Publication details [#14180]

Wilder, Lance. 2008. Un-Gypsying the Gypsies: Arnold's Wandering Metaphor of Time. Philological Quarterly 87 (3-4, Summer-Fall) : 389–413. 25 pp. URL
Publication type
Article in journal
Publication language
Place, Publisher
Iowa City, Ia.: University of Iowa Press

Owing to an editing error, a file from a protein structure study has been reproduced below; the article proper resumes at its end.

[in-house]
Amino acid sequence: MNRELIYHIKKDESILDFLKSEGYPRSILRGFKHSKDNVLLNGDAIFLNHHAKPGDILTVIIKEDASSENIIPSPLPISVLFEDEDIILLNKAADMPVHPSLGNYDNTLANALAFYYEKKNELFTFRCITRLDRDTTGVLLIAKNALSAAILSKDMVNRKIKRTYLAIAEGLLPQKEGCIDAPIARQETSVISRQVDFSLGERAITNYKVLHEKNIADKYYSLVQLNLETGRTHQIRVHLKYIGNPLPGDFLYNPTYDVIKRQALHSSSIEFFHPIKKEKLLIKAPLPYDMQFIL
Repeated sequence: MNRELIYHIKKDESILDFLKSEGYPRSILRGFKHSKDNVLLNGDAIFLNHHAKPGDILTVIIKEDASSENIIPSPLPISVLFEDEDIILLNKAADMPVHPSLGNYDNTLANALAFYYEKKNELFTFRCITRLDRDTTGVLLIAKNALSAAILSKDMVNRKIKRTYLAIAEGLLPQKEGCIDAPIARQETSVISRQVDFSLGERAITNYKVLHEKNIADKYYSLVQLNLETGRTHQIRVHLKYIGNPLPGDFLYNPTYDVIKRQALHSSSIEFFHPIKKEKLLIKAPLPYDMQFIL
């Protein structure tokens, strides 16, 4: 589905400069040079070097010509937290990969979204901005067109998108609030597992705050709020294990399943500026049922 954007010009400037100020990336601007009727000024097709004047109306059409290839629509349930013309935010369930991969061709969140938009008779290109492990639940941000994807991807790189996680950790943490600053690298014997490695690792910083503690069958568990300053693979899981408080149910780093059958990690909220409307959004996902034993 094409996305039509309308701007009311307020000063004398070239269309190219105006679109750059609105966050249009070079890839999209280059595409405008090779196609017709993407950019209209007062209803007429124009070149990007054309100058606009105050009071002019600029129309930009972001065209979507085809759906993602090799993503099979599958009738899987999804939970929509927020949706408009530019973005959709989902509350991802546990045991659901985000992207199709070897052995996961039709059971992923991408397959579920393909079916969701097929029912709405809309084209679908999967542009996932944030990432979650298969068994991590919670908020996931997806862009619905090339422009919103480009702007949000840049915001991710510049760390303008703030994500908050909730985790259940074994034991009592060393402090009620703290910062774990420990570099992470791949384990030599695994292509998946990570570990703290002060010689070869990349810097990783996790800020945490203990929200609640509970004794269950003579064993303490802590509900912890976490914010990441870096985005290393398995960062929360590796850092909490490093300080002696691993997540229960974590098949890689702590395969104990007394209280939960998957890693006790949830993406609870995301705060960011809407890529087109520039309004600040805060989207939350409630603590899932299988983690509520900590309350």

This article explores Matthew Arnold’s fascination for the Gypsies and in particular, it gives a detailed account of four poems where Gypsies occupy a dominant and significant role. Their titles are To a Gipsy Child by the Sea-Shore, Resignation, The Scholar-Gypsy and Thyrsis. In the British debate of the Ninetheenth-century, the Gypsies were central because the so-called “Gypsy Problem” involved different levels of the British society, i.e. law, academia, church and literature. The discussion was centred on numerous controversial issues, from Christian evangelism to national identity to enclosure. Many scholars wondered why Arnold often dealt with Gypsies in his works. One possible answer suggested that he was fascinated by Gypsies’ abilities to escape time passing. The author was obsessed by the effects of time and old age, whilst Gypsies represented an image of timelessness, a way to overcome his fears.